On Sun, 2011-10-30 at 07:05 -0400, Jiri Polach wrote:Package: linux-2.6
When the computer is turned off using "shutdown -h" or "halt" command,
the hypertherading BIOS setting is changed - even if hypertherading is
disabled in BIOS, the kernel detects twice as many "processors" on
next boot as if hyperthreading was enabled. Please see details below.
I have observed the problem on several Supermicro platforms with
various Intel Xeon processors. The particular case I report was
observed on Supermicro X8DTT-F mainboard with two Intel Xeon E5645
processors (6core). The problem can be reproduced the following way:
By my understanding of how hyperthreading is controlled, this has to be
a BIOS bug, as you seem to have suspected. But if the BIOS behaviour is
kernel version-dependent, then presumably there is something the kernel
can do to work around it.
1. Turn on the computer, go to BIOS setup and turn "Simultaneous
multithreading" to "Disabled". Boot Debian.
2. Check with "cat /proc/cpuinfo" that the system reports 12 CPUs (2 x
3. (optionally) Reboot the system (shutdown -r) and check that there
are still 12 CPUs detected and reported.
4. Halt the system using "shutdown -h" or "halt", turn it on again,
and boot Debian.
I assume from this that shutdown -h is configured to turn the system
5. Check the number of CPUs reported - it will show you that there are
24 CPUs as if hyperthreading was enabled.
6. Reboot and go to BIOS setup - it still shows that "Simultaneous
multithreading" is set to "Disabled". Do not change anythig, just
select "Save and Exit". Boot Debian and check the number of CPUs - it
now shows 12 CPUs again.
I have tested several kernel versions and it seems that this behavior
appeared for the first time somewhere between 188.8.131.52 and 184.108.40.206
versions (ok = does not show the decribed behavior, not ok = does
* linux-image-2.6.32-5-amd64 official Debian - ok
* linux-image-2.6.39-bpo.2-amd64 official Debian from backports - not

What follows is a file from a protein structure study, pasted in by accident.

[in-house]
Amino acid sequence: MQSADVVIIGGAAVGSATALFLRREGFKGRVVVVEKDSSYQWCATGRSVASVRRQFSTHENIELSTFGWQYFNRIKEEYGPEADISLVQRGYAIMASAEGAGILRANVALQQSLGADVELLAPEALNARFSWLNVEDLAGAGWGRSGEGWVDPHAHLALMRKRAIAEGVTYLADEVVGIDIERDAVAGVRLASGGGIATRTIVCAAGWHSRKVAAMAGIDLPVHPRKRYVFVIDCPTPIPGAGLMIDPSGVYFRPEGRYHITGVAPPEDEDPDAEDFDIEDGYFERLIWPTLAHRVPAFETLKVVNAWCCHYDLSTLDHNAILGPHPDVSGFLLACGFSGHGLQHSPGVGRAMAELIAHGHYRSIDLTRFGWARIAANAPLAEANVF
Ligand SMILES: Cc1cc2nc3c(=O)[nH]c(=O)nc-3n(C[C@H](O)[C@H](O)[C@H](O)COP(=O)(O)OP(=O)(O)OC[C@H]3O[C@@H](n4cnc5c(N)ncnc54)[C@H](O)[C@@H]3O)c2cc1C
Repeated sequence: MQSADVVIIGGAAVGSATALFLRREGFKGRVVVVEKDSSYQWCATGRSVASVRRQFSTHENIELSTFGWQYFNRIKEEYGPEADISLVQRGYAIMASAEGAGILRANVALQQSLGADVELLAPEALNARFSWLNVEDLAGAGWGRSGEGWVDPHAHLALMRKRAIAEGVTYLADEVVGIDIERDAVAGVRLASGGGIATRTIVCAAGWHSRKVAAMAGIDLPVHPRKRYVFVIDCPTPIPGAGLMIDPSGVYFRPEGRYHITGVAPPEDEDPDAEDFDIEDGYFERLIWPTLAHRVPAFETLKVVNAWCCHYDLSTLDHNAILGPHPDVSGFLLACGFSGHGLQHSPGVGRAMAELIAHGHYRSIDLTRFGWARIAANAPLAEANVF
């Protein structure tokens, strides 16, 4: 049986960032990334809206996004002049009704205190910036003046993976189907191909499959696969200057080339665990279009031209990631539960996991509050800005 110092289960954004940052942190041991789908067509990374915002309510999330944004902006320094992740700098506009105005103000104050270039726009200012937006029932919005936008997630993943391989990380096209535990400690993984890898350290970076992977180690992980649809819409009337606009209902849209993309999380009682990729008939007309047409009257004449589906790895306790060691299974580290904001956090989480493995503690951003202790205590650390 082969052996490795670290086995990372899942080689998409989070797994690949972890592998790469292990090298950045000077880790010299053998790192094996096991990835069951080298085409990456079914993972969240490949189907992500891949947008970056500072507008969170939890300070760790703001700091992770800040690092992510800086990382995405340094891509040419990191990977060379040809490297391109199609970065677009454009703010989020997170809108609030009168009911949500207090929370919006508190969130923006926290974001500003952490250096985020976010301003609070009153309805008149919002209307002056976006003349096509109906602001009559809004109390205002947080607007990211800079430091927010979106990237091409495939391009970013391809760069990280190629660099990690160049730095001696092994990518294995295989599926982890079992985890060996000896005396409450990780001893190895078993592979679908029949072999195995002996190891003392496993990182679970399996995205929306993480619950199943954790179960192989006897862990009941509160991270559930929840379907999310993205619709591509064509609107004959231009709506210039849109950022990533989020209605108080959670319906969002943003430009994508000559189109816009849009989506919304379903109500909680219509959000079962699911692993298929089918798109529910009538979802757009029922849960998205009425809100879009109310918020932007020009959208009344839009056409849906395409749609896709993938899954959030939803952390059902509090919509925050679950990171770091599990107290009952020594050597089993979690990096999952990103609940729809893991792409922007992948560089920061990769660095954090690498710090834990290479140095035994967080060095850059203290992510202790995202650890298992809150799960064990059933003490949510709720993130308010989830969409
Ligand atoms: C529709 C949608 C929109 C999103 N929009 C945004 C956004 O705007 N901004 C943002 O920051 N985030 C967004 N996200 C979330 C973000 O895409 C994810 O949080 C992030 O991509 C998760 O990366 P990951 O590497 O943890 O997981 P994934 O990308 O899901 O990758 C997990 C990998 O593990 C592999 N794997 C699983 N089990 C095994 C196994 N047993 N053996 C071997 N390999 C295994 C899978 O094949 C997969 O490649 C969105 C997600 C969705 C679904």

* linux 220.127.116.11 - custom compiled from source - ok
* linux 18.104.22.168 - custom compiled from source - not ok
* linux 22.214.171.124 - custom compiled from source - not ok
* linux 3.0.4 - custom compiled from source - not ok
That might be too large a range for developers to consider. Can you
test some versions between 126.96.36.199 and 188.8.131.52 (bisection)?
I have exchnged many e-mails with Supermicro distributor who[...]
apparently is in direct contact with Supermicro technicians. They more
or less deny any responsibility for this problem and repeatedly point
to the fact that some (older) kernels do not exhibit this behavior so
it must be a kernel problem. Their representative writes:
"I discussed this with supermicro and they informed me that the Kernel
itself is causing the issue, that it may be sending the hyperthreading
command code to the BIOS."
Although I do not completely agree with their arguments, my knowledge
is not deep enough to recognize where exactly the core of the problem
is so I report this as a bug in a hope that someone will know what
happens when a kernel turns a computer off and what has changed in
kernel somewhere between the versions I mention above. I have asked
Supermicro distributor for more information on what they think happens
there and what exactly they mean by "hyperhreading command code" and I
am waiting for their response.
-- Package-specific info:
Linux version 2.6.39-bpo.2-amd64 (Debian 2.6.39-3~bpo60+1) (norbert@xxxxxxxxxxxxx) (gcc version 4.4.5 (Debian 4.4.5-8) ) #1 SMP Tue Jul 26 10:35:23 UTC 2011
** Model information[...]
bios_vendor: American Megatrends Inc.